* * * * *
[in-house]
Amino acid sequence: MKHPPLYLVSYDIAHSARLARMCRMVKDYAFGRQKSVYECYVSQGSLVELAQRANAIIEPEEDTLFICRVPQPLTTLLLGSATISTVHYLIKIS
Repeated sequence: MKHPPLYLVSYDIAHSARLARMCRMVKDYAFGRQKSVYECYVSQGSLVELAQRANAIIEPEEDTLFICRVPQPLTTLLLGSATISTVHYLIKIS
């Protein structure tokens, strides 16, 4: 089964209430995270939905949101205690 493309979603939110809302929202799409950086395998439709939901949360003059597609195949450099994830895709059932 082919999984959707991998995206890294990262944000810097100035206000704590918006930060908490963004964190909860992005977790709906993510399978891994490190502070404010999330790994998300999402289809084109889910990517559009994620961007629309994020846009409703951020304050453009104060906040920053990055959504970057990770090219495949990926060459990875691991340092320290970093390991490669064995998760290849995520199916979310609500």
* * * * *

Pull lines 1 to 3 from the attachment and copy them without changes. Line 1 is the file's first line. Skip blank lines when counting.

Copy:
[in-house]
Amino acid sequence: MKHPPLYLVSYDIAHSARLARMCRMVKDYAFGRQKSVYECYVSQGSLVELAQRANAIIEPEEDTLFICRVPQPLTTLLLGSATISTVHYLIKIS
Repeated sequence: MKHPPLYLVSYDIAHSARLARMCRMVKDYAFGRQKSVYECYVSQGSLVELAQRANAIIEPEEDTLFICRVPQPLTTLLLGSATISTVHYLIKIS